Just at the time I began to contemplate writing a biography of Tolstoy, I learned that Oxford World’s Classics was seeking to publish a new translation of Anna Karenina.  Having found it inspiring to translate Chekhov’s stories while writing his biography, I was keen to do the same with Tolstoy, but had not bargained on taking on such a daunting project.  This was a once-in-a-lifetime opportunity, however, and I was thrilled to receive the commission. I have huge respect for previous translations of Anna Karenina, and am often asked why we need  a new one.  Apart from the fact that my 2014 edition, for which I also wrote the Introduction, and provided extensive notes, was the first to be published by Oxford World’s Classics in 96 years, the English language is continually changing and evolving, and translations inevitably become dated. Constance Garnett had a wonderful literary sensibility, for example, but she had none of the resources available to translators now, and her language reflects the Edwardian age in which she lived, while Tolstoy’s Russian still seems fresh and modern. I believe I am also the only translator to have used as my primary source the 1970 Academy of Sciences “Literary Monuments” edition of Anna Karenina, which contains the most accurate version of Tolstoy’s text.

The Anton Chekhov Foundation

I first visited Yalta in 2003 as part of the research for my Chekhov biography. When I returned in 2007 with an English group who were keen to visit the “white dacha”, which Chekhov built for himself at the end of his life, I was alarmed to discover most of it was shut. Alla Golovacheva, the distinguished scholar who was then director of the Chekhov House-Museum, explained that a lack of funding had led to a serious deterioration in its physical structure. When she showed me mould in the walls and evidence of subsidence, I decided to launch a campaign in the UK to draw attention to the museum’s plight and raise funds to help pay for repairs.  I was joined by Elena Michajlowska and Alexander Walsh, and we decided to establish ourselves as a UK-registered charity.  In 2010, on the 150th anniversary of Chekhov’s birth, with the assistance of the actor Michael Pennington, we held a very successful Chekhov festival at London’s Hampstead Theatre.  Well-known British actors, writers and playwrights took part in a week of performances and readings which were all sold out.  The festival attracted the attention of the British and international press and helped us raise funds to help pay for repairs at the House-Museum.

The  aim of the Anton Chekhov Foundation is to preserve and honour Chekhov’s literary and humanitarian legacy.  Our current “Early Chekhov Translation Project”, which involves translators of all ages and backgrounds from many different countries, will lead to the first systematic translation of the stories in the first volume of Chekhov’s Complete Collected Works.

“Anton Chekhov’s Garden”

Chekhov’s healing work as a doctor, writer, gardener and philanthropist, and the growing evidence of the health benefits of gardens lies behind the Anton Chekhov Foundation’s new project.  Its aim is to create much-needed therapeutic gardens in hospitals and clinics in the UK, Russia and Ukraine. We launched the “Anton Chekhov’s Garden” project at the RHS Hampton Court Palace Flower Show in July 2018.

Although Chekhov is best known as a writer, he was also a doctor whose humanitarian impulses inspired him to undertake a perilous journey  to study one of imperial Russia’s most notorious penal colonies on the island of Sakhalin.  And he was also an avid gardener, whose happiest hours were spent poring over seed catalogues, planting trees and tending his roses.  These were not idle pursuits as far as Chekhov was concerned.  ‘If it hadn’t been for literature, I think I could have been a gardener’, he confessed in a letter towards the end of his life.  Chekhov’s longing for tranquil green spaces began when he was a young boy. After his father’s bankruptcy, when he was a medical student in Moscow, and publishing comic stories to help support his family, he lived for the summer months when they could all leave the city and rent a dacha on a country estate.  By this point, Chekhov was desperate to have his own garden, a dream he only realised in 1892 when he purchased a run-down property in the village of Melikhovo, south of Moscow.  Chekhov’s province was trees and flowers. The beauties of the Melikhovo garden soon entwined themselves around his writing, finding reflection in his stories and plays.  When tuberculosis forced Chekhov to re-locate to the Crimea in 1898, gardening became an all-consuming passion which took his mind off dying – until he became too ill to bend down and prune. The garden’s 159 different species were all carefully recorded by Chekhov in a special notebook in both Latin and Russian.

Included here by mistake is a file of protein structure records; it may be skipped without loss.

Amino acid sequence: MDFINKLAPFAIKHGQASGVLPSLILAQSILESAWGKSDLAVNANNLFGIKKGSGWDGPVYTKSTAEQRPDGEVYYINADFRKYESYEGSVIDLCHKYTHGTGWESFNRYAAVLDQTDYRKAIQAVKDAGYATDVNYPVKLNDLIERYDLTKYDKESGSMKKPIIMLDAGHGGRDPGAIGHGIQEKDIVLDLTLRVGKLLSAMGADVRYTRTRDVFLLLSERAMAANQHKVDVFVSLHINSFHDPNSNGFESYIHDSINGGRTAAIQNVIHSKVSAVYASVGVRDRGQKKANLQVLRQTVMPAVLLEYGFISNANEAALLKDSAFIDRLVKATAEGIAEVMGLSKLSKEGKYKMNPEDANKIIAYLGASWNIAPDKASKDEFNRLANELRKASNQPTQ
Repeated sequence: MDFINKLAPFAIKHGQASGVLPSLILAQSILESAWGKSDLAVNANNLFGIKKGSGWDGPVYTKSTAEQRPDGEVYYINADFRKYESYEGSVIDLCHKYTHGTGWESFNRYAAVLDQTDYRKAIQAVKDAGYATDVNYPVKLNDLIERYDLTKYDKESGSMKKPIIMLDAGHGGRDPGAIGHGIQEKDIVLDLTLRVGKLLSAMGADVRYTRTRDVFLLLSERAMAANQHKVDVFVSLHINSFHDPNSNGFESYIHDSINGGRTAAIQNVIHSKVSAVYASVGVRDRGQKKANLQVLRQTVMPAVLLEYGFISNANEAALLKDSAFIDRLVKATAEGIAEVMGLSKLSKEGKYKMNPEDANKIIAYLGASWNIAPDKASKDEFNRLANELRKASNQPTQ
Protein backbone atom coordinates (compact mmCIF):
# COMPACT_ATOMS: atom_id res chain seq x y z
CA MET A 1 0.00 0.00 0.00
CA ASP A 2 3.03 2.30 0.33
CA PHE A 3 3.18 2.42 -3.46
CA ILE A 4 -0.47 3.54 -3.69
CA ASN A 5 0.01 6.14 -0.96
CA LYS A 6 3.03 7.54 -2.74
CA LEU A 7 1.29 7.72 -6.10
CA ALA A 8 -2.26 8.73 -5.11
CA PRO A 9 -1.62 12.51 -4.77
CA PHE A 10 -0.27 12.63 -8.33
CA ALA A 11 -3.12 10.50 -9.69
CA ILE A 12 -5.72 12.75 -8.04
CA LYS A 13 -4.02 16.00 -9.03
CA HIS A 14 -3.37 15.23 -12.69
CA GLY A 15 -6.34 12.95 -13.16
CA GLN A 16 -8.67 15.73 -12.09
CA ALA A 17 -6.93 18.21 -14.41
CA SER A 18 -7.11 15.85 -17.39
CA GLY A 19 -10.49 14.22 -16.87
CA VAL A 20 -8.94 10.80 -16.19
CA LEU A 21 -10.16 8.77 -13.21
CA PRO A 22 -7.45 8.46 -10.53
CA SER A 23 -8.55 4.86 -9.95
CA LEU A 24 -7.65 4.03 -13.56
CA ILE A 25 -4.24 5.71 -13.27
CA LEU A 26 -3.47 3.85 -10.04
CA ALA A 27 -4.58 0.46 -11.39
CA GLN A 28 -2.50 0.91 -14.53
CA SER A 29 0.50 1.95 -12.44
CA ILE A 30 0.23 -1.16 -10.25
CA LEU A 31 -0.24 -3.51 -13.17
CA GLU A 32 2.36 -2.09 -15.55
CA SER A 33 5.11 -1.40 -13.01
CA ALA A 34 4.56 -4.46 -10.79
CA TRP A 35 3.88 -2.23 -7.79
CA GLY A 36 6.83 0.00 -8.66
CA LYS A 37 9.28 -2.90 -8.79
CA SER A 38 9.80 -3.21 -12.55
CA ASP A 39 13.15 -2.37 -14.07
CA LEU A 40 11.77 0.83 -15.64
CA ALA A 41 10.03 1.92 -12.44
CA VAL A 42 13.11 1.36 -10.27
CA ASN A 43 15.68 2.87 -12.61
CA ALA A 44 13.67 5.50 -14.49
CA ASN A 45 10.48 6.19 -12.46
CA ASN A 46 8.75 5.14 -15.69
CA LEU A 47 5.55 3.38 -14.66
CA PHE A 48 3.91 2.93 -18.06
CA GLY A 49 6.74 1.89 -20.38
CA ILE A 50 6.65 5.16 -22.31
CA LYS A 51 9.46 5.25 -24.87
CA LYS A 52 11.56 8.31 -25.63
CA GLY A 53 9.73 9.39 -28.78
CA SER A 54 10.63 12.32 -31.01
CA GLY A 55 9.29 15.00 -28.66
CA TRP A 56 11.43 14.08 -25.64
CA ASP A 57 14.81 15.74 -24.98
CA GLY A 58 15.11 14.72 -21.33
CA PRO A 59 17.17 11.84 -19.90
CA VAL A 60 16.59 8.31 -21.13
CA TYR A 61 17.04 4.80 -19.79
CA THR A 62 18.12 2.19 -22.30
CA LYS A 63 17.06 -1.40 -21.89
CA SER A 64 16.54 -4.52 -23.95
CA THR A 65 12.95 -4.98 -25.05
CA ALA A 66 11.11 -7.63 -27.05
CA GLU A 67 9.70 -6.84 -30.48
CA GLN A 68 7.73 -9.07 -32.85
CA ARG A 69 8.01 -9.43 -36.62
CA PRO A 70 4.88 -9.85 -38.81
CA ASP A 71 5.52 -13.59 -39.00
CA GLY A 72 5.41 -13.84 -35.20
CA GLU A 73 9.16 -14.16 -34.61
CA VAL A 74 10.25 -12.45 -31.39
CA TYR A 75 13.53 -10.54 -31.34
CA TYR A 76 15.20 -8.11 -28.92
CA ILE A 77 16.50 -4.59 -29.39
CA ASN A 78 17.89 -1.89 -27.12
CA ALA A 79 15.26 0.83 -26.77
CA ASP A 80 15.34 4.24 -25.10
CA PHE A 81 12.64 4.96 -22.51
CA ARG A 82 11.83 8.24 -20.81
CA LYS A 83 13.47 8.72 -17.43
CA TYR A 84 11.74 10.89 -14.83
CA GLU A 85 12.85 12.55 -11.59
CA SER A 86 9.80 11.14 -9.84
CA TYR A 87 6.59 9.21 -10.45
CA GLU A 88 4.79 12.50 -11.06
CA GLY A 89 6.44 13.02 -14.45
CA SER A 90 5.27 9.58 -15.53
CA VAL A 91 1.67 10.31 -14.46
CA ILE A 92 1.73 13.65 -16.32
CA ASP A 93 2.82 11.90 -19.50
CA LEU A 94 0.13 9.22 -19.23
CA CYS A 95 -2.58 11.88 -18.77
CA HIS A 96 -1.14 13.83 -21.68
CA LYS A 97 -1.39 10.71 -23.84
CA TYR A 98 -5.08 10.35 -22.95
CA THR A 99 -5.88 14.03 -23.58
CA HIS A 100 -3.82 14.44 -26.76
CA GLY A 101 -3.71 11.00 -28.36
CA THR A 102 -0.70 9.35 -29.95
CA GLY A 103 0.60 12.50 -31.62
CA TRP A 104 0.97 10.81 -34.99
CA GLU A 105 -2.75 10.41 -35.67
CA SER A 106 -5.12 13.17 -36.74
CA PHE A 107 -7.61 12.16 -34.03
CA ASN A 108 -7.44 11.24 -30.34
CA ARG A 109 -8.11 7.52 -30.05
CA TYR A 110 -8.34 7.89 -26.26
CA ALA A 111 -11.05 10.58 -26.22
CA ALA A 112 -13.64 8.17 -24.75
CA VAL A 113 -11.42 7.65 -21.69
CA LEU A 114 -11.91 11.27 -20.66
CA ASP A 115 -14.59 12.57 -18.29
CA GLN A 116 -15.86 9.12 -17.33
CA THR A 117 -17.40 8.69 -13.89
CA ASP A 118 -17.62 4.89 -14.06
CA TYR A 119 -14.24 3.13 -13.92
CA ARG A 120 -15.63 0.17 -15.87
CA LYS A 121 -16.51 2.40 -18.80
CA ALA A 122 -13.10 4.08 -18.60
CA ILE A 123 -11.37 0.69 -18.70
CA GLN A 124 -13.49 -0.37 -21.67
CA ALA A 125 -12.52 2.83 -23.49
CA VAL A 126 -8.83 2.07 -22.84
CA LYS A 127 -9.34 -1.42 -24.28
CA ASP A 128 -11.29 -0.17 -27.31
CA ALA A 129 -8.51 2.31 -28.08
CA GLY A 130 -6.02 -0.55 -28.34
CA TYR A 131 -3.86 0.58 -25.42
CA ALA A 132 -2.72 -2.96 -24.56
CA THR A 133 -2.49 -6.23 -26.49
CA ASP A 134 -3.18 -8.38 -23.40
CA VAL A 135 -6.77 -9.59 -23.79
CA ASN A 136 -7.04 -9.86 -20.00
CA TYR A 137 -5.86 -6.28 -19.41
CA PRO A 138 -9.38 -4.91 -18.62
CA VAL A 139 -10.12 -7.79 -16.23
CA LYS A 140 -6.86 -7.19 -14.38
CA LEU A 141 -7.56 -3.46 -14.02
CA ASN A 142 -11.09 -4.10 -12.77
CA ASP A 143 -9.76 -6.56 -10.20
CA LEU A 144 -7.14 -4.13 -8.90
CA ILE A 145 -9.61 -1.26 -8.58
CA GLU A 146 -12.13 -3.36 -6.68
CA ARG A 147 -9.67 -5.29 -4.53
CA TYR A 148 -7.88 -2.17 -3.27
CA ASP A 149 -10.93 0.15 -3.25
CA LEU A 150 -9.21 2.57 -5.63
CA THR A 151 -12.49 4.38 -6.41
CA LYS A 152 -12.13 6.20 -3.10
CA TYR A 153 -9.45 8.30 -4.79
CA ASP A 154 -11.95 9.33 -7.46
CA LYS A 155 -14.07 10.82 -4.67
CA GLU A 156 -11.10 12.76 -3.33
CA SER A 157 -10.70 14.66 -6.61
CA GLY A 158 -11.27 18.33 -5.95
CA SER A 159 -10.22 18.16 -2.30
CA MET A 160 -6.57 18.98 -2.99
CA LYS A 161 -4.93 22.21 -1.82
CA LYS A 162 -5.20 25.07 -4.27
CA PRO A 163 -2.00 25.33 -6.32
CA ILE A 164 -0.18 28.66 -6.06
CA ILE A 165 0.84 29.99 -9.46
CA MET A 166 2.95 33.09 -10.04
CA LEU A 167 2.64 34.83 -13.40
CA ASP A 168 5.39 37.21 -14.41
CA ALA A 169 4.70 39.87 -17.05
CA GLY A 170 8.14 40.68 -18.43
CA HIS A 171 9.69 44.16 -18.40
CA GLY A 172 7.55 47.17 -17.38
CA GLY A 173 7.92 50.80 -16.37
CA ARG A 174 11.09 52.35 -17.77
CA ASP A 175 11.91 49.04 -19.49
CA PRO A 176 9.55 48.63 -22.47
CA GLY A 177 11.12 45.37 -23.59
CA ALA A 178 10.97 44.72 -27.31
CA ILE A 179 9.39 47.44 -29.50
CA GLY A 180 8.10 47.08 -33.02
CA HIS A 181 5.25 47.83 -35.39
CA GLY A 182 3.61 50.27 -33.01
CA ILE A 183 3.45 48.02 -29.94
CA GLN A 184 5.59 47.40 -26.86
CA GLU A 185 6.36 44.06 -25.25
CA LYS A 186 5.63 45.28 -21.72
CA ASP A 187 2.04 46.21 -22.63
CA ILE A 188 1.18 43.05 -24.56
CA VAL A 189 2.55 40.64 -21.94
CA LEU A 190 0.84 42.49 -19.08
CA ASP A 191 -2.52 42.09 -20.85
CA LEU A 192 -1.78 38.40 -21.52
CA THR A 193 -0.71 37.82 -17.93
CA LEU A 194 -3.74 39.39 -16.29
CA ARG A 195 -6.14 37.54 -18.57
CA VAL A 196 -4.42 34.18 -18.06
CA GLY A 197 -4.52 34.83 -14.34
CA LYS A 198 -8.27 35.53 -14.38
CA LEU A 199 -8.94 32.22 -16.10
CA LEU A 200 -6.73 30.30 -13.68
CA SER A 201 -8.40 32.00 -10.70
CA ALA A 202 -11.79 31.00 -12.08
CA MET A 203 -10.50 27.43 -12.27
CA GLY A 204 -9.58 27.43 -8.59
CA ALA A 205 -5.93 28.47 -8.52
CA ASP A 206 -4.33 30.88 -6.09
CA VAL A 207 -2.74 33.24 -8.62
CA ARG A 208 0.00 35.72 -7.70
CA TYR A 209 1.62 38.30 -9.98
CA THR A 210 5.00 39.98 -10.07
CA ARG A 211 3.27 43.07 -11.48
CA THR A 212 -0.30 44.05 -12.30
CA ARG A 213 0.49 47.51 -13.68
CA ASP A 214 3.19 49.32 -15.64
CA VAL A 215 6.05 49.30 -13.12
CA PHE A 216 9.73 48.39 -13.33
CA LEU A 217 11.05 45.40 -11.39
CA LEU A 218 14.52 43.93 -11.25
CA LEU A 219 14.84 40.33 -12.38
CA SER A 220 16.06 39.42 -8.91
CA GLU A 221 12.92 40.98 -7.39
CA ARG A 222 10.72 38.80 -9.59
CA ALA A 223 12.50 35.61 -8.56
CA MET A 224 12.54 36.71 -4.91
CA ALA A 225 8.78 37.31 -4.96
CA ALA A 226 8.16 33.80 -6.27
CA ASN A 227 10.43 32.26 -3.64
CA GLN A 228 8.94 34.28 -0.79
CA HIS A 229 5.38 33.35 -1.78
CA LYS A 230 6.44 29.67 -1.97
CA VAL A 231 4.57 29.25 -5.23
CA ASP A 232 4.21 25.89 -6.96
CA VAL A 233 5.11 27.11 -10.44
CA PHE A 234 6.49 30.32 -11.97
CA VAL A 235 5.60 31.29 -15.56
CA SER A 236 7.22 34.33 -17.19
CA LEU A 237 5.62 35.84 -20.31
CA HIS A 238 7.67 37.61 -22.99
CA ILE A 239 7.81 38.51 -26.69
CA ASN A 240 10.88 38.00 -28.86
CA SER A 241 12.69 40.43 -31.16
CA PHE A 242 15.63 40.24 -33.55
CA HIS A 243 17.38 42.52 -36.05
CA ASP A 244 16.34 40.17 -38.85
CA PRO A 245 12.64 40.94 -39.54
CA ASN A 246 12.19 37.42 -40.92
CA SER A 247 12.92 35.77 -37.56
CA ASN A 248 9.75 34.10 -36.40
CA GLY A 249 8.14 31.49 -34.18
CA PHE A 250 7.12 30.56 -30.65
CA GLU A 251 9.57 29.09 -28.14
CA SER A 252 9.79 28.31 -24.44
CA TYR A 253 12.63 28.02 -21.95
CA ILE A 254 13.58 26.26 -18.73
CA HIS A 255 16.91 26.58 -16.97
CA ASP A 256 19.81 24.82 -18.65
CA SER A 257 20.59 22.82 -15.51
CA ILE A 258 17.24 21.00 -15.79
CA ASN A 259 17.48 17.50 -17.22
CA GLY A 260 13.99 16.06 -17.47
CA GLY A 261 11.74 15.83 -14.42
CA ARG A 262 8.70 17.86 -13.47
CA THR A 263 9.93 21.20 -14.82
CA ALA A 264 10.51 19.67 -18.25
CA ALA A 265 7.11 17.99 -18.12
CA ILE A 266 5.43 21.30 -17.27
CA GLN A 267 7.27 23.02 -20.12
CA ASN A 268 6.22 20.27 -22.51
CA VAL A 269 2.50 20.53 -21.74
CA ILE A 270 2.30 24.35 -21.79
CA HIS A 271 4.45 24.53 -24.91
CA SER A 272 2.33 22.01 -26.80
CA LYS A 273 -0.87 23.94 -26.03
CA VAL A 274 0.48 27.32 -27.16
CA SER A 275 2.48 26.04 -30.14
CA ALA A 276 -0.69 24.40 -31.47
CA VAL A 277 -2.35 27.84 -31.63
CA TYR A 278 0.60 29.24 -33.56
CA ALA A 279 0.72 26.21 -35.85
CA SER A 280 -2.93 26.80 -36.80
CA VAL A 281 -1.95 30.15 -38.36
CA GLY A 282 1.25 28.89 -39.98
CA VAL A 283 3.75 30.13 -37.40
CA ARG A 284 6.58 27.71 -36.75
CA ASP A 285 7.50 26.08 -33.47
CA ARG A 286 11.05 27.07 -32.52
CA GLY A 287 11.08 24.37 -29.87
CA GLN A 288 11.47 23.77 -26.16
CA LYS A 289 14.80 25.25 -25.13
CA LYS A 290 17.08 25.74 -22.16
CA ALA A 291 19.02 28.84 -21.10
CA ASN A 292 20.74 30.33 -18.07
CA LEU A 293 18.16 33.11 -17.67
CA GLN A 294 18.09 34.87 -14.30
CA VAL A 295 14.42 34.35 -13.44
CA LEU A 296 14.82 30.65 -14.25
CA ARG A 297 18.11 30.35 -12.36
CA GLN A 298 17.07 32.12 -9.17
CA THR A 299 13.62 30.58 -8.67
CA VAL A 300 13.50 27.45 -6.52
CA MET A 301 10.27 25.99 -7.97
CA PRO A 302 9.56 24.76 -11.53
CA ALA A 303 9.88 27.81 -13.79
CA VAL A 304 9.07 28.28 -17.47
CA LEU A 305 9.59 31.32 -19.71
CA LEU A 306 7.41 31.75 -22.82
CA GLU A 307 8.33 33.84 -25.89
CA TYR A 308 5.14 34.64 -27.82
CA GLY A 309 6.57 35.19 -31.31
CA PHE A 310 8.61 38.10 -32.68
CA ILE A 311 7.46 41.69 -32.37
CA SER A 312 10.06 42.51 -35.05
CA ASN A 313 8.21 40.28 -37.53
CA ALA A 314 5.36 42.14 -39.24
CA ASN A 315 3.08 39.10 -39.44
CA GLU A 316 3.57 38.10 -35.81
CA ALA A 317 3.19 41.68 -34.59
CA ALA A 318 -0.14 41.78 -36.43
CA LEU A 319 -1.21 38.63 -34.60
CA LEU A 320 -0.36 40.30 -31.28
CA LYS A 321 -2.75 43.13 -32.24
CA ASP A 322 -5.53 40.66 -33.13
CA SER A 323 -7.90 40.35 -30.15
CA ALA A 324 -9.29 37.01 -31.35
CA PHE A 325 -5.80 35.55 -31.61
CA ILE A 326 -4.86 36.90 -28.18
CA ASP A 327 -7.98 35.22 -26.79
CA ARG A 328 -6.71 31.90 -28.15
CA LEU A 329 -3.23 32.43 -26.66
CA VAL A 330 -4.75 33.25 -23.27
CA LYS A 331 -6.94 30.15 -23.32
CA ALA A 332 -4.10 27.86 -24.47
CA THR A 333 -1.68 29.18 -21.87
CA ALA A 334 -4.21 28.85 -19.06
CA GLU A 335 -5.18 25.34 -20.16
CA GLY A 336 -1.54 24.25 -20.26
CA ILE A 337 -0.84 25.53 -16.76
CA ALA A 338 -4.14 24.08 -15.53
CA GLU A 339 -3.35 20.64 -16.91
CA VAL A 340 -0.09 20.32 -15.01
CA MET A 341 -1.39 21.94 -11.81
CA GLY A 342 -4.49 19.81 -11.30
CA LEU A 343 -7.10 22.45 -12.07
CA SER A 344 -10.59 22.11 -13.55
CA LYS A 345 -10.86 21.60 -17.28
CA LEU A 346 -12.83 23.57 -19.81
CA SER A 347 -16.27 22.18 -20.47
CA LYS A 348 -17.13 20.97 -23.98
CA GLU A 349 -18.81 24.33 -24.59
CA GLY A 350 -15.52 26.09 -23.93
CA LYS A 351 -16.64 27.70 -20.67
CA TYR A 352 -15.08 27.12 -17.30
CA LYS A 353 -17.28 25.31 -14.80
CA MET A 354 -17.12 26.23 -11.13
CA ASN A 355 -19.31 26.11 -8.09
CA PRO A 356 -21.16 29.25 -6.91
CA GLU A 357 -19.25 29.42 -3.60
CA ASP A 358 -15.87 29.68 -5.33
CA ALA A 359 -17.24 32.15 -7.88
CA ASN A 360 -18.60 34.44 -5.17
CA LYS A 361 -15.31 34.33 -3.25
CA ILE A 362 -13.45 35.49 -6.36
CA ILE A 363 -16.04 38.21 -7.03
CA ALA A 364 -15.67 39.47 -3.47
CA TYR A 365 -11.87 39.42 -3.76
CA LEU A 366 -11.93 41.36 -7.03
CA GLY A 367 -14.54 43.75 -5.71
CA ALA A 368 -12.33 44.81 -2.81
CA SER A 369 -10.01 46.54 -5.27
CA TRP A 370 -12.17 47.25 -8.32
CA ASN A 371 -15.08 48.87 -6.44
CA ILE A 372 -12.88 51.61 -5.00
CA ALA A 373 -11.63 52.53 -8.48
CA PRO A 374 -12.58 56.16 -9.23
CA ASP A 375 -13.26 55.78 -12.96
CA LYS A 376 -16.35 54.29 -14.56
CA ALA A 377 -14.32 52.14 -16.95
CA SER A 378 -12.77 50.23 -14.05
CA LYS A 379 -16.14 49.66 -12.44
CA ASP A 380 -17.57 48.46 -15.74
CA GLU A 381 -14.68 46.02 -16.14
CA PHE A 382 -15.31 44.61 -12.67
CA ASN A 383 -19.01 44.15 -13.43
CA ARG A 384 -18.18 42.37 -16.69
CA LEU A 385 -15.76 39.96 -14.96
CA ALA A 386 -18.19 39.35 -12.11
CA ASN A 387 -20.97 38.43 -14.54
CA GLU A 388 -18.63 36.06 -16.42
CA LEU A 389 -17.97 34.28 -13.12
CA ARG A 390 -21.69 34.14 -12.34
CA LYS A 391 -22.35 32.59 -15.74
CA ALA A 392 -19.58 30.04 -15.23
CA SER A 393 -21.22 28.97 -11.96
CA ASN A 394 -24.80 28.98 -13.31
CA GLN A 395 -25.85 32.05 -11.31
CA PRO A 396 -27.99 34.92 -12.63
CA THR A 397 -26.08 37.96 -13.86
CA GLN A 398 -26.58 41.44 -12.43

In his deep awareness of the part played by the natural environment in our physical and spiritual well-being, Chekhov was ahead of his time, and he led by example.  Like Dr Astrov in Uncle Vanya, he was an unglamorous zemstvo doctor committed to improving public health, which led him to open a clinic in his village for the peasants and offer free treatment.  He planted thousands of trees, and, as a man condemned to a short life, used his writing to try to awaken us from our complacency.  Astrov’s warning about the ecological threats posed by deforestation in Uncle Vanya is just one example.

The professional garden designer Anna Benn, who is also th author of many publications about Russian culture,  directed the first phase of the “Anton Chekhov’s Garden” project.   Working with the Anton Chekhov Foundarion, she was instrumental in securing funding and finding a permanent home for the show garden after the Hampton Court show. We have been friends since studying Russian together in Leningrad as undergraduates, and later co-wrote Literary Russia: A Guide (Picador 1997; new edition, Duckworth, 2007).  The wonderful garden that Anna designed with Hannah Gardner for the Hampton Court Show was inspired by Chekhov’s Melikhovo garden, where he grew herbs to use as traditional remedies when his supplies of medicine quickly ran out.  It is now established in its permanent home at the innovative NHS Culm Valley Integrated Centre for Health in Devon, led by Dr Michael Dixon OBE, who is a noted advocate of preventative medicine and non-biomedical intervention.  Our dream is for this garden to be a springboard to creating further Anton Chekhov’s Gardens, not just in Great Britain, but in Russia.

Olga Pavlova